Investment update for May 2020
Australia benefits from rising commodity prices
Domestic and global equity markets rose materially over the month of May, as global risk sentiment improved. This followed declining COVID‑19 infection rates and the relaxation of mitigation measures in many countries.
The medical situation remained varied across countries. In Australia, new COVID‑19 cases have continued to decline to small numbers. In Japan, new cases were relatively low. In Europe, new cases remained material, but fell across the region. In the US, the new infection rate had fallen from peak levels (specifically in New York) but overall new cases remained significant. The equity market expansion also continued despite the negative economic data suggesting that the global economy was probably experiencing the biggest contraction since the 1930s.
Australian small caps rebounded particularly strongly in May, returning more than 10% for the month, and the ASX Resources sector also rebounded strongly, benefiting from rises in oil and iron ore prices. The combination of eased mitigation restrictions and OPEC production cuts meant crude oil doubled in price from the lows in mid-April. However, the price of oil was still well down, at nearly half the price it was earlier in the year.
Chinese equities were one of few equity markets where performance lagged in May. Partly this reflected previous relative outperformance. However, while its economy opened up ahead of much of the rest of the world, China was still not back at previous levels and there were concerns about political tensions with the US and potential new COVID‑19 outbreaks.
In a number of other emerging markets, such as Brazil, Russia, India and Indonesia, the COVID‑19 medical situation worsened but equity markets were rising from low points.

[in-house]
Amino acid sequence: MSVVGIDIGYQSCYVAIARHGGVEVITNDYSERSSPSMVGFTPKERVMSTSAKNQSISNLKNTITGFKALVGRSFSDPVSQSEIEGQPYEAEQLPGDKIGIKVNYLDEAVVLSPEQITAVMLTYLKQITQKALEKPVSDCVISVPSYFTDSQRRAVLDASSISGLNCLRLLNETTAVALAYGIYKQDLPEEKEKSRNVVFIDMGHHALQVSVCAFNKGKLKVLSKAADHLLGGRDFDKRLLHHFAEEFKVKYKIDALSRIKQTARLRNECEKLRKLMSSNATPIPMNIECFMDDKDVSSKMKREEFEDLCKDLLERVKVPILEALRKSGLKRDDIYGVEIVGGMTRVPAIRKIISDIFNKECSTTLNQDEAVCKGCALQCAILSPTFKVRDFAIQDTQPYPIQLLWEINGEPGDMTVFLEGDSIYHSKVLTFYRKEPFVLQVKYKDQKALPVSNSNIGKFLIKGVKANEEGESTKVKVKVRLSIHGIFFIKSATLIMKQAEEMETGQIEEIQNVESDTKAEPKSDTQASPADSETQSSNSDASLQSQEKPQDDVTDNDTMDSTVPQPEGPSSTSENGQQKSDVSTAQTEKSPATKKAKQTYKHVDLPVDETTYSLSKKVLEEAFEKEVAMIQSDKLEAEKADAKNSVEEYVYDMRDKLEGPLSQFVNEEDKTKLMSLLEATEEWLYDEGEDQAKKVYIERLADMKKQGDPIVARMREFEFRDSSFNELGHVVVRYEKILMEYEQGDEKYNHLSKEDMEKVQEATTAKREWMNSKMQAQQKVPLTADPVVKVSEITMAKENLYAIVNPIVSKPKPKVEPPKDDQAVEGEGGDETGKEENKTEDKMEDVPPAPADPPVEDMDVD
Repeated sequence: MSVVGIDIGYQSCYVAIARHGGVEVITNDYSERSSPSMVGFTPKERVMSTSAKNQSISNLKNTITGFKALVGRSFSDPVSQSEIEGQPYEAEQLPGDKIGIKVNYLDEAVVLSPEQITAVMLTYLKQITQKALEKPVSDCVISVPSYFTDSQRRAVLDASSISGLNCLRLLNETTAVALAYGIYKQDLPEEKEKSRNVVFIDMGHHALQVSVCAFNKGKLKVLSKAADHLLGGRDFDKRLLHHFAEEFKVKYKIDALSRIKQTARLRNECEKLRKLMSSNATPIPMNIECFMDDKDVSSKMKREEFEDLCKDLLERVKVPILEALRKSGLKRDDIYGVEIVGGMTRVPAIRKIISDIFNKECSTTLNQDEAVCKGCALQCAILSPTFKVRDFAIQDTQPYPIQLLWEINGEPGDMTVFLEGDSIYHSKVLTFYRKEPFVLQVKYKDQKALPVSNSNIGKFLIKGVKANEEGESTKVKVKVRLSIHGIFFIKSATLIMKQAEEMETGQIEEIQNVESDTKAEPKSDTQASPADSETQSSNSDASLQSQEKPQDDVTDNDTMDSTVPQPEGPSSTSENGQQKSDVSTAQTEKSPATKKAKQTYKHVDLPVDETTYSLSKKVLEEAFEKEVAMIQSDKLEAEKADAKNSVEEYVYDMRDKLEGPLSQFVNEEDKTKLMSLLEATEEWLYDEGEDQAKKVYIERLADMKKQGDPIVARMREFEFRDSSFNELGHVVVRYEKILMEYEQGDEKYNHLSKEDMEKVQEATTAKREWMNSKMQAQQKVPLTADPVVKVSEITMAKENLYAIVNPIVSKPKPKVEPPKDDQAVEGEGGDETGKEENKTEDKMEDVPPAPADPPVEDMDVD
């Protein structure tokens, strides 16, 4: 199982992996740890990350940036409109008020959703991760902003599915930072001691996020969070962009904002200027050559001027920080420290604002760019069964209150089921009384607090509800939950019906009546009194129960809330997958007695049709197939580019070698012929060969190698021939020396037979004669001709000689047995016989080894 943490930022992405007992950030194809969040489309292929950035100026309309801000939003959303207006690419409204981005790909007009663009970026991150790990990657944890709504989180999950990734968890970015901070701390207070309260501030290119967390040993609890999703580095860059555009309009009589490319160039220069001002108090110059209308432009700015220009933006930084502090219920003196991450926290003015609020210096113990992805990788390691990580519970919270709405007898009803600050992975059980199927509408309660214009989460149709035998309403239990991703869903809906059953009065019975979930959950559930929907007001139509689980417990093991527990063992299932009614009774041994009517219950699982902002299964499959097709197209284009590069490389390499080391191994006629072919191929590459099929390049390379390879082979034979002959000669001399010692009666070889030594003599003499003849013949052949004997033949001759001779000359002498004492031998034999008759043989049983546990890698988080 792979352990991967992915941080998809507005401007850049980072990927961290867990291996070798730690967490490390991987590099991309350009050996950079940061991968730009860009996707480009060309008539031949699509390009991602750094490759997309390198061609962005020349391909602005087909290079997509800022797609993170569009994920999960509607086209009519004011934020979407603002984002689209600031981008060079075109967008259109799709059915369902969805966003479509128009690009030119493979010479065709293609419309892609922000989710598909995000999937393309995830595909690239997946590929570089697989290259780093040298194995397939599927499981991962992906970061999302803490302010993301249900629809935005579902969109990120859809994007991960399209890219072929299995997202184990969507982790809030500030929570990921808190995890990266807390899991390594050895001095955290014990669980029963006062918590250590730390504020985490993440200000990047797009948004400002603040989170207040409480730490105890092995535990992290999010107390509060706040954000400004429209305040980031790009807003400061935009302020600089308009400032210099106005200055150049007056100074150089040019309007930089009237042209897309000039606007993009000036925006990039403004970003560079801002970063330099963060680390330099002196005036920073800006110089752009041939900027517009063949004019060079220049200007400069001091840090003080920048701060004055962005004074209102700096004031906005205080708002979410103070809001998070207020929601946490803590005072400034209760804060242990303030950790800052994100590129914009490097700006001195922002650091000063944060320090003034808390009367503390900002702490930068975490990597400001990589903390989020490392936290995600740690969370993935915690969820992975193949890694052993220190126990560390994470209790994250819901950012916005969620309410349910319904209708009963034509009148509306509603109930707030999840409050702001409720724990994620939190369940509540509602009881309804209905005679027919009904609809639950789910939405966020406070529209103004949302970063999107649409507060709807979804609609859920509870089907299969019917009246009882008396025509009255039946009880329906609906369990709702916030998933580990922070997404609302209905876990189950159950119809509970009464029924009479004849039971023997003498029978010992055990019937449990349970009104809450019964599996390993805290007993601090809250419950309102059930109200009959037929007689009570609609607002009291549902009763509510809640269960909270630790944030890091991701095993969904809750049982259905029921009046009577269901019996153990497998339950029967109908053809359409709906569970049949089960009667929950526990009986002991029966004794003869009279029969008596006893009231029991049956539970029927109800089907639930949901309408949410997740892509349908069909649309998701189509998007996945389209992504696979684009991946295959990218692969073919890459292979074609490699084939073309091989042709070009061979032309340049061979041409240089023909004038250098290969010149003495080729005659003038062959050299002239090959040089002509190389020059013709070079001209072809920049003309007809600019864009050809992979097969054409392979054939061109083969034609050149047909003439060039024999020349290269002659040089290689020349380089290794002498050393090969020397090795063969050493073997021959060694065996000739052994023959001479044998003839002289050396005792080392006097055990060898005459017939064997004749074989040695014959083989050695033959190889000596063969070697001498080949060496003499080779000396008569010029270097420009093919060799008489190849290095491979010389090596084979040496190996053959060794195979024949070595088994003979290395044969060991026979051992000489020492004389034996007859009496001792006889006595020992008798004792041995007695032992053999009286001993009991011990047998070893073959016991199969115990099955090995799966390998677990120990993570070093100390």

Consistent with broad equity markets, listed property and infrastructure were also up for the month, particularly Australian listed property, although international listed property was flat.
The US Federal Reserve (Fed) announced no major adjustments to policy for the month, and noted its hesitance to using negative rates. Similarly, the RBA announced its intention to not raise the cash rate target until progress is made towards full employment and it regains confidence that inflation will be within the 2-3% target band sustainably. The European Central Bank (ECB) enacted its purchase program and bought over EUR 125 bn in government and corporate bonds.
Bond yields were little changed over the month and therefore returns were broadly flat. Fixed interest markets continued to be heavily impacted by central bank activity, including bond-buying programs targeting certain bond yields. The “risk-on” sentiment also flowed through to falling credit spreads providing some additional return to corporate bonds.
The Australian dollar generally appreciated over the month, although fell against the Euro. The Australian dollar recovered a significant proportion of its fall in response to the COVID‑19 outbreak. Rising commodity prices have been a positive contributor to the increase in the currency value.
Please view our full investment commentary brought to you by our advisers – Frontier – for a more in depth analysis of market conditions this month.
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